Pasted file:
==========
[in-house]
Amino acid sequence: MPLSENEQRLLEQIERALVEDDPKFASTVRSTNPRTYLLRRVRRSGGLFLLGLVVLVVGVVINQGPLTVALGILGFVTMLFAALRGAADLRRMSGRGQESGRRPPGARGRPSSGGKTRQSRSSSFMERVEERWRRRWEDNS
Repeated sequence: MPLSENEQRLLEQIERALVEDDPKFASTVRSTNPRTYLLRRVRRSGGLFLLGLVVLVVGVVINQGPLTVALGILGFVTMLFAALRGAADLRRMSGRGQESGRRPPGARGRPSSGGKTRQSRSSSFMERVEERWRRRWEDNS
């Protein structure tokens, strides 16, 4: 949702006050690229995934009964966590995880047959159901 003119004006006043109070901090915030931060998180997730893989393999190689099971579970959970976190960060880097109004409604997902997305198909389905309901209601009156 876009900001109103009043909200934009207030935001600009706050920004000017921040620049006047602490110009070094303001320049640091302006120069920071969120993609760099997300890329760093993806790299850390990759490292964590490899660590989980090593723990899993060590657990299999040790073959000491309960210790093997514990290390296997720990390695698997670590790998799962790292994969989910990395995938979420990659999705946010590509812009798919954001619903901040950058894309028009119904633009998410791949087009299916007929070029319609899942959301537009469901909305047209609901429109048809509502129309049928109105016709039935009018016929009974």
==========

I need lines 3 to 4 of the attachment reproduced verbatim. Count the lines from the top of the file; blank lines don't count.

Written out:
Repeated sequence: MPLSENEQRLLEQIERALVEDDPKFASTVRSTNPRTYLLRRVRRSGGLFLLGLVVLVVGVVINQGPLTVALGILGFVTMLFAALRGAADLRRMSGRGQESGRRPPGARGRPSSGGKTRQSRSSSFMERVEERWRRRWEDNS
């Protein structure tokens, strides 16, 4: 949702006050690229995934009964966590995880047959159901 003119004006006043109070901090915030931060998180997730893989393999190689099971579970959970976190960060880097109004409604997902997305198909389905309901209601009156 876009900001109103009043909200934009207030935001600009706050920004000017921040620049006047602490110009070094303001320049640091302006120069920071969120993609760099997300890329760093993806790299850390990759490292964590490899660590989980090593723990899993060590657990299999040790073959000491309960210790093997514990290390296997720990390695698997670590790998799962790292994969989910990395995938979420990659999705946010590509812009798919954001619903901040950058894309028009119904633009998410791949087009299916007929070029319609899942959301537009469901909305047209609901429109048809509502129309049928109105016709039935009018016929009974």